Unless otherwise specified, new clusters on Astro are created with a set of default AWS resources that should be suitable for most use cases.
Read the following document for a reference of our default resources as well as supported cluster configurations.
Default cluster values
|Resource||Description||Quantity/ Default Size||Configurable|
|EKS Cluster||An EKS cluster is required to run the Astro data plane, which hosts the resources and data required to execute Airflow tasks.||1x|
|Worker node pool||A node pool of EC2 instances that hosts all workers with the ||1x pool of m5.xlarge nodes||✔️|
|Airflow node pool||A node pool of EC2 instances that runs all core Airflow components, including the scheduler and webserver, for all Deployments in the cluster. This node pool is fully managed by Astronomer.||1x pool of m5.xlarge nodes|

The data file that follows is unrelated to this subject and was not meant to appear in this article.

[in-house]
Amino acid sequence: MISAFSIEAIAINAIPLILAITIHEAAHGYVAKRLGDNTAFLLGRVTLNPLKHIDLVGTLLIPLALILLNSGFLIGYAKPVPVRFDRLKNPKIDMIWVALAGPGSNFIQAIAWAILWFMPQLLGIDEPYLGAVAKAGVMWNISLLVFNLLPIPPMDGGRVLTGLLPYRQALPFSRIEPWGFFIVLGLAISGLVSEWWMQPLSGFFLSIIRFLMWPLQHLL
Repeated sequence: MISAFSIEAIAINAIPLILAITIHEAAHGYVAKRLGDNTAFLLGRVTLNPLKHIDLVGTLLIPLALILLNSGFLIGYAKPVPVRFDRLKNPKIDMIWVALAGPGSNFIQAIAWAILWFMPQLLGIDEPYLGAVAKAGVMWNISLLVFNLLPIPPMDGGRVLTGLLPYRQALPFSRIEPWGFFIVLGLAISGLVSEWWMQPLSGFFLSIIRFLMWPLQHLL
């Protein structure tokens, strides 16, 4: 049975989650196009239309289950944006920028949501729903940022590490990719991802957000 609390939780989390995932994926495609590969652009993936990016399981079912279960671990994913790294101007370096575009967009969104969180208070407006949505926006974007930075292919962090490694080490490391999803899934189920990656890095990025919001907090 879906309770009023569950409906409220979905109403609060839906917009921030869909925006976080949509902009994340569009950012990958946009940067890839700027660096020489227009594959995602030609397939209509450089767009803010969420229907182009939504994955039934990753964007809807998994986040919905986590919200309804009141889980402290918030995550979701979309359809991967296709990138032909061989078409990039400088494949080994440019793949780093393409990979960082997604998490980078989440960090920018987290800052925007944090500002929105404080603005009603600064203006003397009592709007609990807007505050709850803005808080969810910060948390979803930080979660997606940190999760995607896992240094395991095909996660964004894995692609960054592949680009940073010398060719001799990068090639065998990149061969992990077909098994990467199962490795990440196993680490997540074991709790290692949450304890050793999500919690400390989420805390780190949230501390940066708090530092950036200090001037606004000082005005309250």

|Astro system node pool||A node pool of EC2 instances that runs all other system components required in Astro. The availability zone determines how many nodes are created. This node pool is fully managed by Astronomer.||1x pool of m5.xlarge nodes|
|RDS for PostgreSQL Instance||The RDS instance is the primary database of the Astro data plane. It hosts a metadata database for each Deployment in the cluster.||1x db.r5.large||✔️|
|Elastic IPs||Required for connectivity with the Astro control plane and other public services.||2x|
|Subnets||Subnets are provisioned in 2 different Availability Zones (AZs) for redundancy, with 1 public and 1 private subnet per AZ. Public subnets are required for the NAT and Internet gateways, while private subnets are required for EC2 nodes.||2x /26 (public) and 1x /20 + 1x /21 (private)||✔️|